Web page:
Jörg Schwartz, email@example.com
SYDNEY, Australia – Researchers from Macquarie University and from the Defence Science and Technology Organisation (DSTO) in Edinburgh have developed a diamond Raman laser with 63.5 percent efficiency, taking diamond into the same conversion league as other Raman laser materials, but with a host of advantages.
Diamond’s hardness makes it an attractive material for high-power lasers because the damage threshold is very high. Equally important, the thermal conductivity of diamond is a magnitude higher than similar materials. This reduces the effect of thermal lensing, which haunts high-power solid-state laser developers. What is more, diamond has exciting light-conversion properties, providing access to new wavelengths and related applications.
Raman lasers typically use silicon, barium nitrate or metal tungstate crystals to amplify light created by a pump laser. The pump light makes some of the photons exchange energy with them, leading to loss or gain of energy, with the scattered light having a different wavelength. A Raman laser takes this secondary light – called Stokes or anti-Stokes – and amplifies it by reflecting it into a cavity while pumping energy into the system to emit a coherent laser beam at the shifted wavelength.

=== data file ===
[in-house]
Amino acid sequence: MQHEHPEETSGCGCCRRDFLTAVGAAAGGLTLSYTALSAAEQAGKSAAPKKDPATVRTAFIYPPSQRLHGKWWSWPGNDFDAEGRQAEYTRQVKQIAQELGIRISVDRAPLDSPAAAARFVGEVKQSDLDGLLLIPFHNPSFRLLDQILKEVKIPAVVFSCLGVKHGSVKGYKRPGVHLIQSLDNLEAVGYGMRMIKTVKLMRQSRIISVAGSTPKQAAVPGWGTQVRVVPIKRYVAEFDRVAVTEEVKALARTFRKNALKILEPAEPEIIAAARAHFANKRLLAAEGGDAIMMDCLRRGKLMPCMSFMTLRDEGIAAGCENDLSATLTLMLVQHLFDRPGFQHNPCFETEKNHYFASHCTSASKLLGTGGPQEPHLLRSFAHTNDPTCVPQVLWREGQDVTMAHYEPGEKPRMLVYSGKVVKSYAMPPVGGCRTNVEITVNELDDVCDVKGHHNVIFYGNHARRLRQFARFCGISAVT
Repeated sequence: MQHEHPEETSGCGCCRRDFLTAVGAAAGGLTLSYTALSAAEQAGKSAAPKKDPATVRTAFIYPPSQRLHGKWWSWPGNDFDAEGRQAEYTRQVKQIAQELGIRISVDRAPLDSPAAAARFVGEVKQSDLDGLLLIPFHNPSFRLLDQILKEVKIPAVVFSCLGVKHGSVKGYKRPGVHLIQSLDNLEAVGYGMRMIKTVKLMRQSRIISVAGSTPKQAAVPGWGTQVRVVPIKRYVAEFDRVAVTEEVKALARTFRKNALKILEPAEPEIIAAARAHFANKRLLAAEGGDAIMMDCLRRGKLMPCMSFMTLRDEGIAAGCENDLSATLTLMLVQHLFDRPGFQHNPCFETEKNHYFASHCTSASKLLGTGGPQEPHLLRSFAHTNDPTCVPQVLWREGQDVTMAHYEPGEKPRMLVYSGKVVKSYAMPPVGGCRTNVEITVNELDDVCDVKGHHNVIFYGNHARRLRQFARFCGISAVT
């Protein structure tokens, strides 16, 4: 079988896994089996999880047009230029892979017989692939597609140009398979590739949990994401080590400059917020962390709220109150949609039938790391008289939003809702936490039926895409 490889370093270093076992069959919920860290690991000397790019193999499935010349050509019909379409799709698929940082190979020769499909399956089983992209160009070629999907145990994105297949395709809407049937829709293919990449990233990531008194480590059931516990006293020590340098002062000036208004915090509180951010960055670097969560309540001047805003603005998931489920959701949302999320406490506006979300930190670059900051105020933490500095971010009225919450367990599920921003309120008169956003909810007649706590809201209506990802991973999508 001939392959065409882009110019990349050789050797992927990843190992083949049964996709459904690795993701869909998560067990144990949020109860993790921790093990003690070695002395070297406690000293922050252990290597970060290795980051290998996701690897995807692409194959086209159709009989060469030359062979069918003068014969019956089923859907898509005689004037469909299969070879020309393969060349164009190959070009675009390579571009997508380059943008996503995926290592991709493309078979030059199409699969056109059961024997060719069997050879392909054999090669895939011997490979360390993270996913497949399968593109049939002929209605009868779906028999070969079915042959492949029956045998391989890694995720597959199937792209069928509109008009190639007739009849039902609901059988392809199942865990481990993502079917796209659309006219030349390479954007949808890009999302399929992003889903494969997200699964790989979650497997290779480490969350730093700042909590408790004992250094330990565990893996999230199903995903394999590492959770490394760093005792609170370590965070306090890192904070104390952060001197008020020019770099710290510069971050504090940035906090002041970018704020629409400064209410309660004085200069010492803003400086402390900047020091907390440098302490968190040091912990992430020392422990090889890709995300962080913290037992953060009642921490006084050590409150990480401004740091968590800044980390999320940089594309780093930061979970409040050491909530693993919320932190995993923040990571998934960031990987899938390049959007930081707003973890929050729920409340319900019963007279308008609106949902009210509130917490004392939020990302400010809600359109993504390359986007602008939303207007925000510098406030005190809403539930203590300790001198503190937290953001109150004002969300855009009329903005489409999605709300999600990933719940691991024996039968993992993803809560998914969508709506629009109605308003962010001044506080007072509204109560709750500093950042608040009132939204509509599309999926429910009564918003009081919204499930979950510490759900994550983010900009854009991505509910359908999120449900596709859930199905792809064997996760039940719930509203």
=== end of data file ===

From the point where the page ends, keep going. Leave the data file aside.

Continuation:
Richard P. Mildren of Macquarie and Alexander Sabella of the DSTO built an efficient 532-nm pumped external-cavity diamond Raman laser generating output chiefly at the 573-nm Stokes line. They used a 6.7-mm-long artificial diamond as the Raman material, generating 1.2 W of output at a pulse repetition rate of 5 kHz with a conversion efficiency of 63.5 percent and a slope efficiency of 75 percent. The maximum output energy of the pulses was 0.67 mJ.
Their results, published in the Sept. 10 issue of Optics Letters, conclude that such efficiency is commensurate with the highest previously reported for other Raman materials pumped by Q-switched lasers.
This is a significant improvement over the first diamond Raman laser that Mildren and co-workers presented in 2008, a device that reached only 22 percent slope efficiency. In the past year, chemical vapor deposition has greatly improved, enabling the synthesis of larger diamond crystals with a lower birefringence, an effect that was a key limitation last year.
Diamond crystals also can be made to generate a wider variety of wavelengths of light, each of which has its own applications – from ultraviolet light at 225 nm to the far-infrared at 100 µm, with only a gap between 3- and 6-µm wavelengths.
The new device is being used to produce yellow laser light for medical applications including eye surgery. Additional applications range from trace gas detectors to defense technologies to satellite mapping of greenhouse gases.